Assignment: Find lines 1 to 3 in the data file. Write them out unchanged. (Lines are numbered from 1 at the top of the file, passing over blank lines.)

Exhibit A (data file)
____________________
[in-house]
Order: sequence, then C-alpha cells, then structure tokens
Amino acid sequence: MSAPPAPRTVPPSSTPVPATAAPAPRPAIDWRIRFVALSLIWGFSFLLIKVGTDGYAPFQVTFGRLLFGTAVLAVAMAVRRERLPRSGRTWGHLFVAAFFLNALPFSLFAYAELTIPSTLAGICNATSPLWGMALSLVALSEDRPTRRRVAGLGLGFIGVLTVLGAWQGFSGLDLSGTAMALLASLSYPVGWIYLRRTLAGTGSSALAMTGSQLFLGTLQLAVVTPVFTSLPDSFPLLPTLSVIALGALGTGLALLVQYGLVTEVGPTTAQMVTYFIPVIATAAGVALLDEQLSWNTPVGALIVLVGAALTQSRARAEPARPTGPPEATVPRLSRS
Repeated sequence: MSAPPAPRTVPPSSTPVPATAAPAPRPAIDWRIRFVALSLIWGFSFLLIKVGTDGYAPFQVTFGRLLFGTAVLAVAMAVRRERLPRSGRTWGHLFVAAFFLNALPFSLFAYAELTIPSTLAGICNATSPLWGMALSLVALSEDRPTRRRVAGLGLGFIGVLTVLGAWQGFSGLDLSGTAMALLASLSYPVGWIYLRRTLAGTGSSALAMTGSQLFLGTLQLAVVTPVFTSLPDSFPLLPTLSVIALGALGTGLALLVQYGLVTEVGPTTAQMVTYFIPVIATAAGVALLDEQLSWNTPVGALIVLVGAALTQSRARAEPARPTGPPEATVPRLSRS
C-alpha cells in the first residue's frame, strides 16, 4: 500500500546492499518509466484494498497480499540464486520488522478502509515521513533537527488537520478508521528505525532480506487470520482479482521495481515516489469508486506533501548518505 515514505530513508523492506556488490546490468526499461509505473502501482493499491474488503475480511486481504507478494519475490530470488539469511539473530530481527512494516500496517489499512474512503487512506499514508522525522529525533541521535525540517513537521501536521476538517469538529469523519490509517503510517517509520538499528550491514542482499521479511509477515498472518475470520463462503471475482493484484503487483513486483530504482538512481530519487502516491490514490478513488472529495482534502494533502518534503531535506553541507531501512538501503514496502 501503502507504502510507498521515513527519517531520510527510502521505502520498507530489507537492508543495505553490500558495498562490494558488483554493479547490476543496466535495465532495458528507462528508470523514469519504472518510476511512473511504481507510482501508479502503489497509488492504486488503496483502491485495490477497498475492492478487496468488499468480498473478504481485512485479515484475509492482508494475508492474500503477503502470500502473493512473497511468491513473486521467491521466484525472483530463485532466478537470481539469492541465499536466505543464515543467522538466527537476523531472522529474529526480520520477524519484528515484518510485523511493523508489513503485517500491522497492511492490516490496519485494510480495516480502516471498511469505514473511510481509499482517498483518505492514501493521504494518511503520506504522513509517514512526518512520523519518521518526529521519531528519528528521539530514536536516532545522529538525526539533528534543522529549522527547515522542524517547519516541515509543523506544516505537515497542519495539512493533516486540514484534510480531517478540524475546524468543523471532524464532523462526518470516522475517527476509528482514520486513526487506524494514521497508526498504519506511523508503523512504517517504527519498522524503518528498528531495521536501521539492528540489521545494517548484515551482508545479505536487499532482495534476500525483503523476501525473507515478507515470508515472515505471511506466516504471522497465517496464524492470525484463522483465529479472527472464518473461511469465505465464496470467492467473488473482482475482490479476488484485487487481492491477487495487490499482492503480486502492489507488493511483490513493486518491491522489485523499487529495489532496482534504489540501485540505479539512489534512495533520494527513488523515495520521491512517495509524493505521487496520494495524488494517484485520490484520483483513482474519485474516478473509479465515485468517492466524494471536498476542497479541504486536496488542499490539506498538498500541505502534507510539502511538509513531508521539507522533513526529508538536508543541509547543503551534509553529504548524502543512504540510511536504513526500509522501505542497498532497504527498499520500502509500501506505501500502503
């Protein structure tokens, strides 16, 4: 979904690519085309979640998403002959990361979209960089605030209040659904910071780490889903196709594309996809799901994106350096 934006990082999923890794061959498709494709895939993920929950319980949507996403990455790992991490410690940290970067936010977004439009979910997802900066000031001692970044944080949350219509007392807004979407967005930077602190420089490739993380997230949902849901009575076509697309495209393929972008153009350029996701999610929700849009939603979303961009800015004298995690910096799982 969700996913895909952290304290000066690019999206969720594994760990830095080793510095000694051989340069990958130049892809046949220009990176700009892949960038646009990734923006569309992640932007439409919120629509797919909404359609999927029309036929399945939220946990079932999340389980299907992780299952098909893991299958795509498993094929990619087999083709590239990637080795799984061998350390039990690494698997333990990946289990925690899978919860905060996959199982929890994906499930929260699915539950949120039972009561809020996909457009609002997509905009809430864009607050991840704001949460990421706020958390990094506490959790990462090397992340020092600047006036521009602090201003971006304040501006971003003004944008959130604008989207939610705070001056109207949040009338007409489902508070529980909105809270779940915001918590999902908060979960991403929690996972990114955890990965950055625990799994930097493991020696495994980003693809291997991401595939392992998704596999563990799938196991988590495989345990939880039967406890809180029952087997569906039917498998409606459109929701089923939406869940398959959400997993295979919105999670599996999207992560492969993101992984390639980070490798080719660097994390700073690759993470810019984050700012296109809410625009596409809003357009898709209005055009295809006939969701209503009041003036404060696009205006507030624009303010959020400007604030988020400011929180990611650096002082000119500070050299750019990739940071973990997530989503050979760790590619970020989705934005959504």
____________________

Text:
[in-house]
Order: sequence, then C-alpha cells, then structure tokens
Amino acid sequence: MSAPPAPRTVPPSSTPVPATAAPAPRPAIDWRIRFVALSLIWGFSFLLIKVGTDGYAPFQVTFGRLLFGTAVLAVAMAVRRERLPRSGRTWGHLFVAAFFLNALPFSLFAYAELTIPSTLAGICNATSPLWGMALSLVALSEDRPTRRRVAGLGLGFIGVLTVLGAWQGFSGLDLSGTAMALLASLSYPVGWIYLRRTLAGTGSSALAMTGSQLFLGTLQLAVVTPVFTSLPDSFPLLPTLSVIALGALGTGLALLVQYGLVTEVGPTTAQMVTYFIPVIATAAGVALLDEQLSWNTPVGALIVLVGAALTQSRARAEPARPTGPPEATVPRLSRS